533 F2d 152 Kuper v. Commissioner of Internal Revenue

533 F.2d 152

76-1 USTC P 9467

James and Martha KUPER and Charles and Kathleen Kuper,
Petitioners-Appellants Cross-Appellees,
COMMISSIONER OF INTERNAL REVENUE, Respondent-Appellee Cross-Appellant.

No. 74-3138.

United States Court of Appeals,
Fifth Circuit.

June 9, 1976.

Towner Leeper, El Paso, Tex., for petitioners-appellants.

Scott P. Crampton, Asst. Atty. Gen., Bennet N. Hollander, Atty., Tax Div., Dept of Justice, Gilbert E. Andrews, Acting Chief, Appellate Section, Dept. of Justice, Meade Whitaker, Chief Counsel, Bobby Burns, Atty., I.R.S., Myron C. Baum, Deputy Asst. Atty. Gen., Tax Div., Dept. of Justice, Washington, D. C., for Commissioner of Internal Revenue.

Appeals from the Decisions of the Tax Court of the United States (Texas case).

Before GOLDBERG, DYER and RONEY, Circuit Judges.

GOLDBERG, Circuit Judge:

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Once again we confront taxpayers who have taken a circuitous route to reach an end more easily accessible by a straightforward path. Looking to substance rather than form, we decide that the instant transactions must be taxed for what realistically they are an exchange of stock and a dividend. The Tax Court heard the present controversy, 61 T.C. 624 (1974), and found a taxable exchange of stock a determination which we affirm. That same court, however, failed to denominate the cash transfer of corporate funds a dividend, and it is this latter decision which, for the reasons discussed below, we reverse.



Prior to March 1, 1966, three brothers, Charles, James, and George Kuper, owned in equal shares the outstanding stock of Kuper Volkswagen, an automobile dealership located in El Paso, Texas.1 Similarly, these siblings held, pro rata, the entire stock of Kuper Enterprises (hereinafter "Enterprise"), a realty company which leased land and buildings to Kuper Volkswagen.


The Tax Court found that before 1966, James and George had had serious disagreements over "managerial philosophy" which had "adversely affected" the effective operation of Kuper Volkswagen. 61 T.C. at 629. In the fall of 1965, the Las Cruces, New Mexico, Volkswagen dealership became available. James, concluding "that he wanted to obtain a small dealership in another city," id. at 627, made inquiries with respect to the New Mexico franchise. However, the area Volkswagen distributor decided that George, not James, should take over the new operation. George, hoping to resolve the internal conflicts at the El Paso franchise, accepted the distributor's offer. Id. at 629. Because the parent company, Volkswagen of America, did not permit the same person to invest in or manage two distinct Volkswagen dealerships, it became necessary for George to relinquish his Kuper Volkswagen stock. Id. at 627, 629. The brothers accomplished this task by a series of transactions on February 28, 1966 and March 1, 1966.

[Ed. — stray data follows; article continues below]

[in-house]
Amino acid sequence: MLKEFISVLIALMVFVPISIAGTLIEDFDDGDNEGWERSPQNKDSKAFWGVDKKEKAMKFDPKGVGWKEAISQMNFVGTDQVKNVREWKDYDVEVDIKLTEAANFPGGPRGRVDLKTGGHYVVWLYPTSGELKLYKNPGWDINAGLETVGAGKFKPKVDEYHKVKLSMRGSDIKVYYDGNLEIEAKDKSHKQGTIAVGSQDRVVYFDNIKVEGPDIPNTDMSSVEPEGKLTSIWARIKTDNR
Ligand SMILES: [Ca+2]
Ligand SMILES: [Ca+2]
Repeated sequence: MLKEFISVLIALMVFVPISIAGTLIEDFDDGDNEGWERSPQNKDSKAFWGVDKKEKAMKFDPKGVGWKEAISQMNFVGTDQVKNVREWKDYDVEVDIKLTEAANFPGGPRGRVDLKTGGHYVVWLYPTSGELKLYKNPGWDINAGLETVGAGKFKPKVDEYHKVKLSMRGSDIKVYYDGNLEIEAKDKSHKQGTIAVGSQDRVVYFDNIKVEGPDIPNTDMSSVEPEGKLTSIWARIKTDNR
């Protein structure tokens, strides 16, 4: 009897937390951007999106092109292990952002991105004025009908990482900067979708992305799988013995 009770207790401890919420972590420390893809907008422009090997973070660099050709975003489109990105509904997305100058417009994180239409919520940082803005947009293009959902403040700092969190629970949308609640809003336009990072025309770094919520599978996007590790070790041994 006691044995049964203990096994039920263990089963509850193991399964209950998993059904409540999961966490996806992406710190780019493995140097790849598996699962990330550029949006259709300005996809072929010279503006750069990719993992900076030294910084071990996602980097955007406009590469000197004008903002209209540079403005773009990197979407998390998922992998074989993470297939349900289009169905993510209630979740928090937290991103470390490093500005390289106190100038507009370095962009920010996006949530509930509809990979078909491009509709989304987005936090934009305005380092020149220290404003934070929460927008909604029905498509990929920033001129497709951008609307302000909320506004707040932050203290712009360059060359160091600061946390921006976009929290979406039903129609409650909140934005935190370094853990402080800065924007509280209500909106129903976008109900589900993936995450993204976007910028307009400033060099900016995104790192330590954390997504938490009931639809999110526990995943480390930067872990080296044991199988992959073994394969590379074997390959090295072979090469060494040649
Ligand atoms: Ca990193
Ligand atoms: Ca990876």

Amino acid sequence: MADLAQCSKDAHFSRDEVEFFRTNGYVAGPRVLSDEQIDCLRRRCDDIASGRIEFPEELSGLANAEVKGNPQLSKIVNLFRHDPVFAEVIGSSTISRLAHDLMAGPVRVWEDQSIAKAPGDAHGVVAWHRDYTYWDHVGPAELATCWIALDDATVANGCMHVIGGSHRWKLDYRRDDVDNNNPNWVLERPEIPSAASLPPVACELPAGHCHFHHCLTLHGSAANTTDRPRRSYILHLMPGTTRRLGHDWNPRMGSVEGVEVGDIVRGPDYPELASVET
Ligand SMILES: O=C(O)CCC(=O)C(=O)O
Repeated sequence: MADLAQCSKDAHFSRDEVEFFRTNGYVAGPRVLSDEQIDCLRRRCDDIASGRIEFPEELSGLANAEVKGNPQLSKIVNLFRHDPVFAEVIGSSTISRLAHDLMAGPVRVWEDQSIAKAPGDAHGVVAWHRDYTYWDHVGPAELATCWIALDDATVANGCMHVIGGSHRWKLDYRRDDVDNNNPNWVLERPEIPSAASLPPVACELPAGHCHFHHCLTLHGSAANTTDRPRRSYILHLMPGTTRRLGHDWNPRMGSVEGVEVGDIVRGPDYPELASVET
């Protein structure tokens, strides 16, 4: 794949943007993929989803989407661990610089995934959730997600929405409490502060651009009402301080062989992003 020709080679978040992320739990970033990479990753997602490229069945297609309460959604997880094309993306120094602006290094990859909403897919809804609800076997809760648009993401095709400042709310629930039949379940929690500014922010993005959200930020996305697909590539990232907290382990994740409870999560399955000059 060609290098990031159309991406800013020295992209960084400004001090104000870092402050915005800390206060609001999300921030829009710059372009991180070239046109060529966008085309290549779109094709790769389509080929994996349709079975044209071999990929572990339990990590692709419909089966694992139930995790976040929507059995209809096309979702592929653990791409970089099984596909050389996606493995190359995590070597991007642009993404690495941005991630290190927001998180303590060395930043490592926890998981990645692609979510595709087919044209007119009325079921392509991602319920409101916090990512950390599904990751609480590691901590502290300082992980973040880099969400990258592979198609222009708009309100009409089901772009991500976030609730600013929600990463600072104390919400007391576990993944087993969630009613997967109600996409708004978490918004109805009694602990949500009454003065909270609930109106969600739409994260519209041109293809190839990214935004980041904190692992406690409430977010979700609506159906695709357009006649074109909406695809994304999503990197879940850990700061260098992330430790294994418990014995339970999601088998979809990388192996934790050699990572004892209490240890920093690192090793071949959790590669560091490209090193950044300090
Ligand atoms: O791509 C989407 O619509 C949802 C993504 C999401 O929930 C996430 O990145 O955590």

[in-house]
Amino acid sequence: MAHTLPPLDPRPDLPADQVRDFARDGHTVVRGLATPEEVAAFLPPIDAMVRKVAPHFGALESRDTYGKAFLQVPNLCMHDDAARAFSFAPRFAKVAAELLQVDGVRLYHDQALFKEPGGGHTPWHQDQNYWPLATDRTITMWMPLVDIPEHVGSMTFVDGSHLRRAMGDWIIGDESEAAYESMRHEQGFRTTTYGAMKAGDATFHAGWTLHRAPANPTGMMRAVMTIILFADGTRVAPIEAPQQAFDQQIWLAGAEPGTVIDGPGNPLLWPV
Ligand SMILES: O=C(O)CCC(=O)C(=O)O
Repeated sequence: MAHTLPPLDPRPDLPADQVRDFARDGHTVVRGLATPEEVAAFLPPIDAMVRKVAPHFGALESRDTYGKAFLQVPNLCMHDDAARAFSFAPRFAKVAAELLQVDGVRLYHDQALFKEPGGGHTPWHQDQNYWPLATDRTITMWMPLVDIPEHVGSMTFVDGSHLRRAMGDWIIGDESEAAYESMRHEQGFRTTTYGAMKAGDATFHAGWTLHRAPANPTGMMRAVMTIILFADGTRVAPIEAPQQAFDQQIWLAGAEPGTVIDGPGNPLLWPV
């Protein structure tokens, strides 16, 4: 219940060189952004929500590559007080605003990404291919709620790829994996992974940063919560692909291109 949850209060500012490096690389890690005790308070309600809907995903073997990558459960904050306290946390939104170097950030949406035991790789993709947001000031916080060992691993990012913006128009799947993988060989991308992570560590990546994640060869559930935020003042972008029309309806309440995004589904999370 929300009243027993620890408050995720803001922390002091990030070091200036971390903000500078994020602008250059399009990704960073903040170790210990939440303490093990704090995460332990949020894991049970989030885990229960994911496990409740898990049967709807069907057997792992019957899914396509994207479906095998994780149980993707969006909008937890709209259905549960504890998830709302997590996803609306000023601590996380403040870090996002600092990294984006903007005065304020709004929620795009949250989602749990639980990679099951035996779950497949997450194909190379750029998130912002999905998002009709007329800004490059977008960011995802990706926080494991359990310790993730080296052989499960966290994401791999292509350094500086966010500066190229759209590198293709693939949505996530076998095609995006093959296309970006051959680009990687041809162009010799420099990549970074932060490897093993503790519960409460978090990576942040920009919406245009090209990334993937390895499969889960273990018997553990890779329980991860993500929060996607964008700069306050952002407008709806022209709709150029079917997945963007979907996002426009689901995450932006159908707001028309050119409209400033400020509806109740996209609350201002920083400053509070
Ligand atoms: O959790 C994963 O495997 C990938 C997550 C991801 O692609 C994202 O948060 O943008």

First, on February 28, James, Charles, and George each contributed their one-third stock interest in Enterprise to Kuper Volkswagen's capital causing Enterprise momentarily to become a wholly owned subsidiary of Kuper Volkswagen.


Second, on the same day, Kuper Volkswagen's Board of Directors made a cash capital contribution to Enterprise of $42,513.54.2


Finally, on March 1, 1966, Kuper Volkswagen exchanged its 100% ownership of Enterprise for George's one-third ownership of Kuper Volkswagen. Id. at 627-28.


As a result of these transactions, the value of Enterprise stock, now held entirely by George, was enhanced by $42,513.54, the amount of the cash contribution from Kuper Volkswagen. Kuper Volkswagen's outstanding stock was reduced by one-third, the stock received from George, and James and Charles now owned 100% of Kuper Volkswagen.

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Characterizing these acts as (1) a nontaxable contribution of Enterprise stock to Kuper Volkswagen, (2) a nontaxable cash contribution by Kuper Volkswagen to Enterprise, and (3) a total redemption of George's Kuper Volkswagen stock taxable at the corporate level3 and to George Kuper individually,4 petitioners James and Charles Kuper5 reported no personal income from the aforementioned transactions. The Commissioner of Internal Revenue disagreed and in October, 1971, determined deficiencies for James and Charles Kuper of $15,079.02 and $14,034.95 respectively. Id. at 625. The Commissioner based the deficiency notices on his characterization of the February 28-March 1 events as 1) a taxable exchange of James's and Charles's Enterprise stock for George Kuper's Volkswagen stock6 and 2) a dividend of $14,171.187 each constructively paid by Kuper Volkswagen to James and Charles Kuper.8 Id. at 628.


At trial, the parties stipulated to the essential facts. In addition, the taxpayers testified briefly. Judge Fay, writing for the Tax Court, found:


Petitioners' contribution of their stock in Enterprises to Kuper Volkswagen and Kuper Volkswagen's subsequent purported redemption of George's entire interest in Kuper Volkswagen in substance constituted a taxable exchange of stock between petitioners and George.


Kuper Volkswagen's transfer of $42,513.54 to Enterprises was motivated by a valid corporate business purpose and, accordingly, was a justifiable nonshareholder contribution to capital. 61 T.C. at 628.


The Commissioner appealed from the latter finding and taxpayers cross-appealed, challenging the former determination. Agreeing for the most part with the Commissioner's arguments, we affirm the Tax Court's decision on the first issue and reverse its decision on the second issue.